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Declining dormouse numbers: when is a dormouse endangered?

Home // News // Declining dormouse numbers: when is a dormouse endangered?

Population trends and the NDMP

Hazel dormouse numbers have been declining in England and Wales throughout the last century. As a result of this alarming trend, they’ve been listed as Vulnerable on the British Red List for Mammals. The Red List is a measure of how likely a species is to go extinct. It’s a useful way for conservationists and those trying to protect wildlife to assess how urgent a situation is. Counting individuals is near impossible, but the data collected through the National Dormouse Monitoring Programme (NDMP) means we can look at relative numbers year on year. The Red List assessment was made by analysing the NDMP up to 2014. Worryingly, the data indicated that dormouse populations were very close to being listed as Endangered because the rate of decline was so severe. As part of my PhD at the University of Exeter, my co-authors and I set out to analyse the NDMP data up to 2019 to update this population trend and see whether any changes have occurred, whether the population has stabilised, increased due to successful conservation, or has continued to decline. We used two statistical models which have slightly different methods, and included data from any NDMP site that had been surveyed for more than two years, where dormice had been found during monitoring.

What do the results show?

Alarmingly, our results indicate that dormouse numbers are still declining. The extent of the decline differs slightly between the models: the first shows a 76% decline over the 25-year period from 1994 to 2018, and the second gives a slightly greater estimate of 80% decline over the same period. We’re confident that these trend estimates are not statistically different from one another, nevertheless, this difference is important when we consider the formalities of Red List assessments. For relatively short-lived species, such as dormice, the IUCN criteria for population decline are based on the most recent 10 year period. So, the assessment is based on the trend from 2009 to 2018. Dormice are currently classed as Vulnerable, which reflects a decline over 10 years of 30%. To be classified as Endangered the decline needs to be greater than 50%. Our first model indicates a decline of 47% from 2009 to 2018 suggesting that dormice should formally remain listed as Vulnerable. However, the second model indicates a decline of 52% over the same period, which would mean re-categorizing hazel dormice as Endangered. Despite the fact these models aren’t statistically different, and there’s only a 5% difference between the estimates, this difference could have wide-reaching impacts – so which model do we use?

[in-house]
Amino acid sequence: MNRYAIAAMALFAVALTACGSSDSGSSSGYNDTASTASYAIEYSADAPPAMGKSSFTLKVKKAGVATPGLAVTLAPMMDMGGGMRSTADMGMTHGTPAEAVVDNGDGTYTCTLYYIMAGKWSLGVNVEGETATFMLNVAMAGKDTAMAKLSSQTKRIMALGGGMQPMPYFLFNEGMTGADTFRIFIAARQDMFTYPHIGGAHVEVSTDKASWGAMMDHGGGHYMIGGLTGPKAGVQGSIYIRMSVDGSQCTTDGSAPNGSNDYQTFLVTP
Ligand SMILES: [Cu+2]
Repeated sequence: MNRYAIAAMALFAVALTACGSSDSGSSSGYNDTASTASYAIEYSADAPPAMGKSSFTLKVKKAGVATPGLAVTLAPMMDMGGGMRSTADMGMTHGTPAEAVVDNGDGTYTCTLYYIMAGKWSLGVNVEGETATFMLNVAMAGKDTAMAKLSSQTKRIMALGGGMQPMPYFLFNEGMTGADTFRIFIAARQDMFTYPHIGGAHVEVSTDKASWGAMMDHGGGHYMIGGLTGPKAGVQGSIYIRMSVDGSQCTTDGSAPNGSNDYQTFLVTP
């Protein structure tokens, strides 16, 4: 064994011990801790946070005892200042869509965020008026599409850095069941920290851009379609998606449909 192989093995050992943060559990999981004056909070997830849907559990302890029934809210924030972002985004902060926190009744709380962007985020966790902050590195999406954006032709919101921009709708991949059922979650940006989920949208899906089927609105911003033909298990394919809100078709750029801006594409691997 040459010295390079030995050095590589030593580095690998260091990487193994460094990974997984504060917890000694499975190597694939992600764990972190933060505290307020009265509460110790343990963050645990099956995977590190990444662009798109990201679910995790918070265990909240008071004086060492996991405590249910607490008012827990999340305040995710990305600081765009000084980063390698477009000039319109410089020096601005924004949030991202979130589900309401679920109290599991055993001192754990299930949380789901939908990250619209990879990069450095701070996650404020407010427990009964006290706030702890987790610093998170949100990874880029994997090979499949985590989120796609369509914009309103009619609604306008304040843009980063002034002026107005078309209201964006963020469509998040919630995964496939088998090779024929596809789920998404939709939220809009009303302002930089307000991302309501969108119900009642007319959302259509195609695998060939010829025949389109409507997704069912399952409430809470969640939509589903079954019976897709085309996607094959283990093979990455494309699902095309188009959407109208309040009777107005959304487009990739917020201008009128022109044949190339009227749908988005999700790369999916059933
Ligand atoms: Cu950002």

Formally, our first model is the most statistically correct. However, the IUCN operates a precautionary principle – any evidence that a population is more at risk is prioritised. This suggests we should use the second model, which indicates the greatest decline, and so we should list dormice as Endangered.

The importance of the NDMP and volunteers

Our work also highlights the difficulty in sticking to the rigid thresholds set by the IUCN and other conservation bodies when population declines are hovering between two categories. A few percentage points can make all the difference, which, in turn, can have a big impact on species conservation. Changing the dormouse listing to Endangered could bring more public attention to the chronic decline dormice have experienced in recent years, and perhaps motivate even more conservation efforts and funding to further support the species. The NDMP is a vital tool to help us understand why dormice are declining and hopefully how to reverse the recent declines explained here. This demonstrates how important the work of all the volunteers and NDMP monitoring is to the conservation of dormice.

We are very grateful to all the volunteers that monitor NDMP sites, and to PTES for sharing the data, which has made this work possible.

Written by Ellie Scopes, PhD student at the University of Exeter.

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